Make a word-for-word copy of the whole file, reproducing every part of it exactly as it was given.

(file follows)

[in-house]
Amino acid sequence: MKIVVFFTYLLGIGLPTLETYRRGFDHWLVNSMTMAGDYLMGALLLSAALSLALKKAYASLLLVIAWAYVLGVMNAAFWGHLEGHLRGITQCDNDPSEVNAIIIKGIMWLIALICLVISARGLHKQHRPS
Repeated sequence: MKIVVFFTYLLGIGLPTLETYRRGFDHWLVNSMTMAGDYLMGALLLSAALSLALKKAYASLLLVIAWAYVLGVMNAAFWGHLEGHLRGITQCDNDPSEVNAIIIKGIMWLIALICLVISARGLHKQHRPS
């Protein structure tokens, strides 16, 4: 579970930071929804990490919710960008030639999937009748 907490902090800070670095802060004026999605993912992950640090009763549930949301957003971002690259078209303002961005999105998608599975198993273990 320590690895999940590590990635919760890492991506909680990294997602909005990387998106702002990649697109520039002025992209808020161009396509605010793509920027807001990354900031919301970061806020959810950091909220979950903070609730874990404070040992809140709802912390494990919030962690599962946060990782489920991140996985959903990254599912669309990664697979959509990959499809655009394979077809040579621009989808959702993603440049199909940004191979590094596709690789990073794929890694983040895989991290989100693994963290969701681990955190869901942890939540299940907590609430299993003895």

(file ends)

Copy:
[in-house]
Amino acid sequence: MKIVVFFTYLLGIGLPTLETYRRGFDHWLVNSMTMAGDYLMGALLLSAALSLALKKAYASLLLVIAWAYVLGVMNAAFWGHLEGHLRGITQCDNDPSEVNAIIIKGIMWLIALICLVISARGLHKQHRPS
Repeated sequence: MKIVVFFTYLLGIGLPTLETYRRGFDHWLVNSMTMAGDYLMGALLLSAALSLALKKAYASLLLVIAWAYVLGVMNAAFWGHLEGHLRGITQCDNDPSEVNAIIIKGIMWLIALICLVISARGLHKQHRPS
């Protein structure tokens, strides 16, 4: 579970930071929804990490919710960008030639999937009748 907490902090800070670095802060004026999605993912992950640090009763549930949301957003971002690259078209303002961005999105998608599975198993273990 320590690895999940590590990635919760890492991506909680990294997602909005990387998106702002990649697109520039002025992209808020161009396509605010793509920027807001990354900031919301970061806020959810950091909220979950903070609730874990404070040992809140709802912390494990919030962690599962946060990782489920991140996985959903990254599912669309990664697979959509990959499809655009394979077809040579621009989808959702993603440049199909940004191979590094596709690789990073794929890694983040895989991290989100693994963290969701681990955190869901942890939540299940907590609430299993003895």